Our biosphere suffers because changes occur too rapidly without accurate control and understanding at this stage. Can we safely create new lifeforms when we are incapable of safeguarding our own present natural habitats. Can we then safely assume that new patented species of animals will not cause harm to the breeders, consumers, and other natural habitats. The rapidity at which these species could be created would not allow for the timely observation that one would have with selective breeding.

An important answer to the uncertainties of genetic engineering can be found in gene mapping. It is the most efficient way to understand our genetic makeup. Through better understanding of the genetic code, scientists are learning how to decipher the human genome, which contains all the genetic information on humans. It is estimated that the genome’s information and the mapping of its structure will take between 10 to 20 years, for over 90% of the genome’s code sequence has no known function.

Until we acquire additional information we cannot claim to follow a prudent course. But with patience, gene mapping is the best way for optimizing our use of genetic engineering; to offset the negative unforeseen effects.

It is therefore too early and far too dangerous to meddle with a whole balance of life at this early stage of the game without full awareness of all known present and future ecological consequences, just for the sake of pride and profit. The profit motive, further encouraged by the government’s patent law.

Genetic engineering could be most productive in improving our life quality, such as the treatment of ailments, aging control,non animal testing, etc. But as recent agricultural developments show, we must also learn to successfully integrate genetic advances with the economy. Through genetic engineering we have increased the resistance and efficiency of farm animals. Therefore, we have a huge surplus of agricultural goods in the United States and European Economic Community. This was demonstrated by the failure of the 1985 farm bill (U.S. dairy herd buy out program). Low feed prices and genetic improvements not only make this obsolete but compound the problem. At present, agriculture and food problems do not need to be improved through genetic engineering but through political means. The majority of the world’s food problems come with political ineptitude.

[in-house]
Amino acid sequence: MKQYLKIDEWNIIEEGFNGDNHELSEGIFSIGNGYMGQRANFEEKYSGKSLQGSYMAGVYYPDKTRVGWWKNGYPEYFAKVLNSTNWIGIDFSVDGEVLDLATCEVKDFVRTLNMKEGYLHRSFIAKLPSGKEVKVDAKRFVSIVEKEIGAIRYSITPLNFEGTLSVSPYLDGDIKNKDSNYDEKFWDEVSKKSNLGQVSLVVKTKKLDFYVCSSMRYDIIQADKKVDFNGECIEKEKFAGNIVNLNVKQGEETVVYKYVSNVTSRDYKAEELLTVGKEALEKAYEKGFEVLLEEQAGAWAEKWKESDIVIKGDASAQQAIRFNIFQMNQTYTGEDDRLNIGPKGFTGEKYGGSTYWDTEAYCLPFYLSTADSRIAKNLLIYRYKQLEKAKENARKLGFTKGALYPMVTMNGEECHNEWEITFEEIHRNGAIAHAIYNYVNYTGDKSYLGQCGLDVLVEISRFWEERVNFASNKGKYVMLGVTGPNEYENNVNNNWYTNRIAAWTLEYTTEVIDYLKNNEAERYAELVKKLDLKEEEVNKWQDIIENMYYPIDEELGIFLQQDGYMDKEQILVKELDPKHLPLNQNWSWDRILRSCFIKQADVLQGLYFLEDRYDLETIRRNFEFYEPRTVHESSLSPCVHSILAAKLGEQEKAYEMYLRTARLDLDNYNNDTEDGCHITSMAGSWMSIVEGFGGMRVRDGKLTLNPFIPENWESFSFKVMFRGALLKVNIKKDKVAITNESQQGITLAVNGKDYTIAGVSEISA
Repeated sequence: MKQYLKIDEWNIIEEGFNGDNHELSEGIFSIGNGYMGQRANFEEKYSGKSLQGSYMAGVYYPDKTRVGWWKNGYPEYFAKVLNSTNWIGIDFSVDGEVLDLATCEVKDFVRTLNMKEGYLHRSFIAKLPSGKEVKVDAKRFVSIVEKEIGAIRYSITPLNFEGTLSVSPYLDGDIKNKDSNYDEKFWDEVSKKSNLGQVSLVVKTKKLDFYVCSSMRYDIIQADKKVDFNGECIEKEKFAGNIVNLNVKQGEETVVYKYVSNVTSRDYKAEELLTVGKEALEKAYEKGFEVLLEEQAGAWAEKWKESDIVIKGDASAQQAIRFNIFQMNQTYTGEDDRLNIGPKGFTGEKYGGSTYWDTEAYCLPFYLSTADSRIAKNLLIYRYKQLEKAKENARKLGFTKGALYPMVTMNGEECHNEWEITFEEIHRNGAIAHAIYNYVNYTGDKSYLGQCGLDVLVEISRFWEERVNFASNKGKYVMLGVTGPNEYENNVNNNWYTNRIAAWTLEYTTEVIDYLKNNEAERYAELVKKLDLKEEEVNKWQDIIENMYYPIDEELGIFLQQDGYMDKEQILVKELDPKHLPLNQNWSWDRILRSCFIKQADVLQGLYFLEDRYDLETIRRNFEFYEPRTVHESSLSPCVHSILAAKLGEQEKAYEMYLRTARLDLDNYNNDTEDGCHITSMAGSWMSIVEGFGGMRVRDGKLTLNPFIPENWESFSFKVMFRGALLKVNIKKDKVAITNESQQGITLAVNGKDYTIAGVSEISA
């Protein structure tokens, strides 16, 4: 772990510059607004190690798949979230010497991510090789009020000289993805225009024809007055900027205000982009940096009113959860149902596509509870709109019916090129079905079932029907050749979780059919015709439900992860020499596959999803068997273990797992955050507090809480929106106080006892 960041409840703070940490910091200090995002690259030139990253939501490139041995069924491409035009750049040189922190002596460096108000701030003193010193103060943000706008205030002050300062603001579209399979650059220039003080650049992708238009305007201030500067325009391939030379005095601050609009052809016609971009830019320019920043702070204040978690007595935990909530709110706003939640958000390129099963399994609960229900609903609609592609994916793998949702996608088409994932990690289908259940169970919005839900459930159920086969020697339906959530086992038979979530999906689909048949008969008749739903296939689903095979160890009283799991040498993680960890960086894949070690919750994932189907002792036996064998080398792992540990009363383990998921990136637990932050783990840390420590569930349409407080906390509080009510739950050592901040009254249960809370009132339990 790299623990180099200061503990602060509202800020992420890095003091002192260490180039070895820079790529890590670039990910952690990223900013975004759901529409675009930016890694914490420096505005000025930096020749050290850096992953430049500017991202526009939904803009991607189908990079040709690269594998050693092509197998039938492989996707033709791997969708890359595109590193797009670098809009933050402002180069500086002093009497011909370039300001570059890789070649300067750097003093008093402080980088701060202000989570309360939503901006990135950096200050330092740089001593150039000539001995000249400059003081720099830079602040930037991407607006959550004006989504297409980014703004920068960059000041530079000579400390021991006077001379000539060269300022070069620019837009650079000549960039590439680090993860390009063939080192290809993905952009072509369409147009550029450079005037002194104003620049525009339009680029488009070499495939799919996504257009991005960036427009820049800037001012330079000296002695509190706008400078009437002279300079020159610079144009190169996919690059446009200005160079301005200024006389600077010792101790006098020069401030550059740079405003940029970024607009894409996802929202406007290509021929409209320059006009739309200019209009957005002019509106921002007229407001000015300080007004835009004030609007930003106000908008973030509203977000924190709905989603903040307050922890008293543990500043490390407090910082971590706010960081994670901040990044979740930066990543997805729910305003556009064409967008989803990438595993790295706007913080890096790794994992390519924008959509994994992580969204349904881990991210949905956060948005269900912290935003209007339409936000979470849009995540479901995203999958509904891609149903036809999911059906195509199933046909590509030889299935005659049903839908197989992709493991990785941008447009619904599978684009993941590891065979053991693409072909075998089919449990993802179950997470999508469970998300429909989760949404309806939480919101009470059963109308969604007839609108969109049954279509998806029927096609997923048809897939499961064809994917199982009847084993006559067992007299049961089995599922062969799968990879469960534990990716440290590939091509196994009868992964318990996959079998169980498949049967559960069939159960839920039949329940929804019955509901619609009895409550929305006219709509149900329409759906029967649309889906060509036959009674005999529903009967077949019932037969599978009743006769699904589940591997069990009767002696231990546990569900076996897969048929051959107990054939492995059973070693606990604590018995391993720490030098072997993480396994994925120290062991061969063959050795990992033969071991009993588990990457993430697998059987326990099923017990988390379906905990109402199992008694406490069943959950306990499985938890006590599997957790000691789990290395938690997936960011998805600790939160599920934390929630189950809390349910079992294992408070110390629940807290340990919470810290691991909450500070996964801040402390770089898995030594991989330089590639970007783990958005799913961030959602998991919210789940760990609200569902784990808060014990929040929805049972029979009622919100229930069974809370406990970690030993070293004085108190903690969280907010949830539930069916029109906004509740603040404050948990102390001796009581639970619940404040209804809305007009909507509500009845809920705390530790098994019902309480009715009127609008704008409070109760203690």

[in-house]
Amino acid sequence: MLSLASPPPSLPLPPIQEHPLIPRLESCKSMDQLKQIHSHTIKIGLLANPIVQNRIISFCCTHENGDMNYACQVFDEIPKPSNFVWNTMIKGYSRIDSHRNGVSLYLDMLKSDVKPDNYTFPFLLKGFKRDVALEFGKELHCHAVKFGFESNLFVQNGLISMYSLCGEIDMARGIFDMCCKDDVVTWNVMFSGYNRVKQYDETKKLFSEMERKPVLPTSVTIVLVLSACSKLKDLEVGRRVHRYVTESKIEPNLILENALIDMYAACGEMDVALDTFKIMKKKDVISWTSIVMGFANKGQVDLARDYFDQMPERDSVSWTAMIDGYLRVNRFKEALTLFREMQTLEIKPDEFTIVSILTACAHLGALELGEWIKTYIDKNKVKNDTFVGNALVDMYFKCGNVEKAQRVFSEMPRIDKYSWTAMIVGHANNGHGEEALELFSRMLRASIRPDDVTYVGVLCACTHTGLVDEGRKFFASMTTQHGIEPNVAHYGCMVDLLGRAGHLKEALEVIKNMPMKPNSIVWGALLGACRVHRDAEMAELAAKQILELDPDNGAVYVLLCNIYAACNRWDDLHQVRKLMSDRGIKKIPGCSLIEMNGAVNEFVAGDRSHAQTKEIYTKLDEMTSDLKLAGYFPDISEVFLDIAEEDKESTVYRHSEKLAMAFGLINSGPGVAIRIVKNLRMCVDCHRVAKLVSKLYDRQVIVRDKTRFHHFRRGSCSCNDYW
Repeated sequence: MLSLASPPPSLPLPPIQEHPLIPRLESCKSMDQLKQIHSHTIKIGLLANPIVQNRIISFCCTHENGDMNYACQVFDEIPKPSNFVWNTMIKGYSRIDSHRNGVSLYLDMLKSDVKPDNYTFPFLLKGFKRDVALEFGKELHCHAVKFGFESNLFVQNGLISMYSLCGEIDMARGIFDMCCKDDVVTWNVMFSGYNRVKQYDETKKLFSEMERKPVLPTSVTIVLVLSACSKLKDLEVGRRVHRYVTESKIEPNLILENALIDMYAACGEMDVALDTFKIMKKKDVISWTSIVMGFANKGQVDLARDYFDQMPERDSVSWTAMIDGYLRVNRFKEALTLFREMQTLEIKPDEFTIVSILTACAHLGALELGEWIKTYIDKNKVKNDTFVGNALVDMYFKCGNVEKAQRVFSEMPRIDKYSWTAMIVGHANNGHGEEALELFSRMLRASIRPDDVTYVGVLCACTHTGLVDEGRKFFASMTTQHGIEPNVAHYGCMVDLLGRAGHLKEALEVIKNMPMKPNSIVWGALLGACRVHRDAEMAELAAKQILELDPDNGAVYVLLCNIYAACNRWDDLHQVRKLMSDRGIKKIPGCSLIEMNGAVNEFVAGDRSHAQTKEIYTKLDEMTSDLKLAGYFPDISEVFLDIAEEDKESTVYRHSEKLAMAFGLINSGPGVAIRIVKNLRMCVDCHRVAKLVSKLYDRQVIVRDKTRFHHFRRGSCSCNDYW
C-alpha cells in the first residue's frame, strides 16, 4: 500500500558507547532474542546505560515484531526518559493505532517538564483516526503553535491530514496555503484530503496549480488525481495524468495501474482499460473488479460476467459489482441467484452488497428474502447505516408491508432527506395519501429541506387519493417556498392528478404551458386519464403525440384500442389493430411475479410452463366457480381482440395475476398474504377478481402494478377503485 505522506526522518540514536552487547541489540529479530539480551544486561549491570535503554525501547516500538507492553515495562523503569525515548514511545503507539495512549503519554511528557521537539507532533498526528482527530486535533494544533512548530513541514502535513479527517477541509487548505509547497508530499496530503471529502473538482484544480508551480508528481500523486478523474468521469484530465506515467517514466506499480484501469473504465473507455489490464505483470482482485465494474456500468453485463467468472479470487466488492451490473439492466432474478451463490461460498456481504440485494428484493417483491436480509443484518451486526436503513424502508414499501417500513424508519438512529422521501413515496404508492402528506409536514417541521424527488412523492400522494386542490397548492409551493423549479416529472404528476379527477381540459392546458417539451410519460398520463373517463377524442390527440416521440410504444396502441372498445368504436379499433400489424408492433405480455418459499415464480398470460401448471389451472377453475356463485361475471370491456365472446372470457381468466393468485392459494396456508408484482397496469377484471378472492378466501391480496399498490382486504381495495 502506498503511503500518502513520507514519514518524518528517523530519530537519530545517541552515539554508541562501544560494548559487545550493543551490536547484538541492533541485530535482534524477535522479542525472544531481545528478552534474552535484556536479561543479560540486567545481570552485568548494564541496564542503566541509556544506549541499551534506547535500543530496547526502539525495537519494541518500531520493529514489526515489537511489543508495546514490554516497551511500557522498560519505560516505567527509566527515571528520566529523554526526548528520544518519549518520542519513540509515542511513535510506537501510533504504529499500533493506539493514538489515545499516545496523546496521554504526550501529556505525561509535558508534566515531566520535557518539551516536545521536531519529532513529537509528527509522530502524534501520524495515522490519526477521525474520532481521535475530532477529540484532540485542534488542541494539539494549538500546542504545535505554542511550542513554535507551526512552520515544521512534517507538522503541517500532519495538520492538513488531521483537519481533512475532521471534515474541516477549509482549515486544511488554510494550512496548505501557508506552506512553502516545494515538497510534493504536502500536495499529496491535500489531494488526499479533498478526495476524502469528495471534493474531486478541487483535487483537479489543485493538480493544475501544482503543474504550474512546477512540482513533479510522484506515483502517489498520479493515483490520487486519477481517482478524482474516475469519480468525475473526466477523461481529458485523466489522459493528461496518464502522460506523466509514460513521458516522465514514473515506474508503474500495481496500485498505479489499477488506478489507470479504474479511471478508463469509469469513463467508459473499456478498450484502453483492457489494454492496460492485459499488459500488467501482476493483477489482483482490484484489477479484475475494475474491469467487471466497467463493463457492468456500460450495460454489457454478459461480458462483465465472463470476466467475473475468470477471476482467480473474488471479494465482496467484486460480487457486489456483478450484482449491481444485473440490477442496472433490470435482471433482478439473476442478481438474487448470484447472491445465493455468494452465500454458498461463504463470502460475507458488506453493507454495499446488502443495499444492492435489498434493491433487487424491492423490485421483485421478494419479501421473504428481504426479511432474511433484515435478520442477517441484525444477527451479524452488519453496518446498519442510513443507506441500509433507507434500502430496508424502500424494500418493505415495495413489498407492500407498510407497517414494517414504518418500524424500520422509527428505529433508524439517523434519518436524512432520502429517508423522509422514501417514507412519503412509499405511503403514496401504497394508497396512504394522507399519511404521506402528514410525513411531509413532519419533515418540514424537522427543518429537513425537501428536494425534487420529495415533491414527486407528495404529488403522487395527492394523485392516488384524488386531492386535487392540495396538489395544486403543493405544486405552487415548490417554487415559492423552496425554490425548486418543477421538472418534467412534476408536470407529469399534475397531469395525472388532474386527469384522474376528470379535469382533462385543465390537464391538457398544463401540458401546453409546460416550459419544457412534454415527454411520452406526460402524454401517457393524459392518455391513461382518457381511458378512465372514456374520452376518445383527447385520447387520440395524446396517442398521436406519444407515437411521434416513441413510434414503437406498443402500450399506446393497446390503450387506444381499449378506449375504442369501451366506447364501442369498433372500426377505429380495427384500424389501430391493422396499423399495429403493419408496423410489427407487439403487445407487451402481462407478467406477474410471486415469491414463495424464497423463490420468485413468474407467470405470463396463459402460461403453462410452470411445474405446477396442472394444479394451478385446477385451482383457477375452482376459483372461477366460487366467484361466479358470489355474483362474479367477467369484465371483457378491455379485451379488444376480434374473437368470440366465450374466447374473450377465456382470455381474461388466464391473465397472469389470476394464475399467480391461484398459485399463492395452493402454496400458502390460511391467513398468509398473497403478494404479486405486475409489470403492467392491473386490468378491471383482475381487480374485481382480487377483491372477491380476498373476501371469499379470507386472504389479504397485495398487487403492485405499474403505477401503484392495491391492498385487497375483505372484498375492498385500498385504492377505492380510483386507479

We have reached a period in our history when we can no longer compromise our environment for political or economic questions. The pressures on our biosphere have reached a saturation point. The tradeoffs are no longer in our favor.

We must first be aware and able to control the normal inputs we make on the environment before we can effectively control altered genetic inputs we make on that environment. It is therefore imperative that genetic research be done in a strictly controlled environment. That provisions be made for dealing swiftly with products of such research leaking into the environment. That Congress help keep strict supervision, at least until further advances in genetic engineering come to fruition.

Any new developments we wish to make cannot be successful if they do not balance in the biosphere as a whole. Genetic improvements can only be achieved through concerted sociopolitical maturity resulting in a greater grasp and respect of our environment and all its combined elements.

© 1988. www.beamcorp.com. All Rights Reserved

Tactical Nuclear Weapons – Breaking The Nuclear Threshhold

At the height of Operation Desert Storm, people throughout the United States advocated the deployment of tactical nuclear weapons, as the appropriate U.S. response to an Iraqi chemical attack against allied forces, thus expediently ending the war and reducing allied casualties. It is possible that this threat dissuaded Saddam Hussein from using his weapons of mass destruction, in which case nuclear weapons effectively played their role as deterrents.The disconcerting fact is that these nuclear advocates were ready to use these weapons regardless of the moral implications such actions would bring to the world stage. It was especially frightening to see that these proponents were not fringe elements of society but constituted a wide range of people, from the man on the street to the high level politician.

First of all, to counter one weapon of mass destruction with another weapon of mass destruction, chemical versus nuclear in this case, gives little moral credence, because both kill and maim innocent civilians. The latter is simply more sophisticated and more devastating than the former. Then, to claim that these weapons could safely be used by Allied troops in the field of battle, and that their aftereffects could be kept localized has about as much logic as the containment of chemical blasts. But the most devastating aftermath would be that the psychological inhibitions against the use of nuclear weapons would forever disappear. A decision which would irrevocably undermine the United States’ credibility to stop nuclear proliferation and would in effect set a precedent to sanction the use of such weapons.